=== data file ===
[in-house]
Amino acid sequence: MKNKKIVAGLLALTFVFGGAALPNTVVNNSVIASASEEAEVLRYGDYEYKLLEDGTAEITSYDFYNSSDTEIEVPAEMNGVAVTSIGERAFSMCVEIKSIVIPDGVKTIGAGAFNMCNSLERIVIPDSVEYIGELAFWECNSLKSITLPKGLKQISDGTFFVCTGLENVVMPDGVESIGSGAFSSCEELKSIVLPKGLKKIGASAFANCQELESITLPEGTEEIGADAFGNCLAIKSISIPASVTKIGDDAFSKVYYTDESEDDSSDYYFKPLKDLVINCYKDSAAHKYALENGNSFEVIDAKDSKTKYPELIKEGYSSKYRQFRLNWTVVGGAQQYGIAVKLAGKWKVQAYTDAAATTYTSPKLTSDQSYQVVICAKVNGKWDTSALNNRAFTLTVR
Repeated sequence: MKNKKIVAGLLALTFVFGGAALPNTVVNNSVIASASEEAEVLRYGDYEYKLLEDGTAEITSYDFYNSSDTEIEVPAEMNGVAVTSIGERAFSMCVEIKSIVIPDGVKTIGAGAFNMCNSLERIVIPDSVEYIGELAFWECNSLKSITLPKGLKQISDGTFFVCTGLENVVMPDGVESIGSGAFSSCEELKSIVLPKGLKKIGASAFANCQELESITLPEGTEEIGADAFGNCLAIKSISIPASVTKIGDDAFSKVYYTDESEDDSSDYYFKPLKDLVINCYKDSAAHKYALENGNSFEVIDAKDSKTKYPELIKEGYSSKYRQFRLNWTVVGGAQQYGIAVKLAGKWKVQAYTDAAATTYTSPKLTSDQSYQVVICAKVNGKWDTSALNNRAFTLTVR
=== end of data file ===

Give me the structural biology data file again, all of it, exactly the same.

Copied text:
[in-house]
Amino acid sequence: MKNKKIVAGLLALTFVFGGAALPNTVVNNSVIASASEEAEVLRYGDYEYKLLEDGTAEITSYDFYNSSDTEIEVPAEMNGVAVTSIGERAFSMCVEIKSIVIPDGVKTIGAGAFNMCNSLERIVIPDSVEYIGELAFWECNSLKSITLPKGLKQISDGTFFVCTGLENVVMPDGVESIGSGAFSSCEELKSIVLPKGLKKIGASAFANCQELESITLPEGTEEIGADAFGNCLAIKSISIPASVTKIGDDAFSKVYYTDESEDDSSDYYFKPLKDLVINCYKDSAAHKYALENGNSFEVIDAKDSKTKYPELIKEGYSSKYRQFRLNWTVVGGAQQYGIAVKLAGKWKVQAYTDAAATTYTSPKLTSDQSYQVVICAKVNGKWDTSALNNRAFTLTVR
Repeated sequence: MKNKKIVAGLLALTFVFGGAALPNTVVNNSVIASASEEAEVLRYGDYEYKLLEDGTAEITSYDFYNSSDTEIEVPAEMNGVAVTSIGERAFSMCVEIKSIVIPDGVKTIGAGAFNMCNSLERIVIPDSVEYIGELAFWECNSLKSITLPKGLKQISDGTFFVCTGLENVVMPDGVESIGSGAFSSCEELKSIVLPKGLKKIGASAFANCQELESITLPEGTEEIGADAFGNCLAIKSISIPASVTKIGDDAFSKVYYTDESEDDSSDYYFKPLKDLVINCYKDSAAHKYALENGNSFEVIDAKDSKTKYPELIKEGYSSKYRQFRLNWTVVGGAQQYGIAVKLAGKWKVQAYTDAAATTYTSPKLTSDQSYQVVICAKVNGKWDTSALNNRAFTLTVR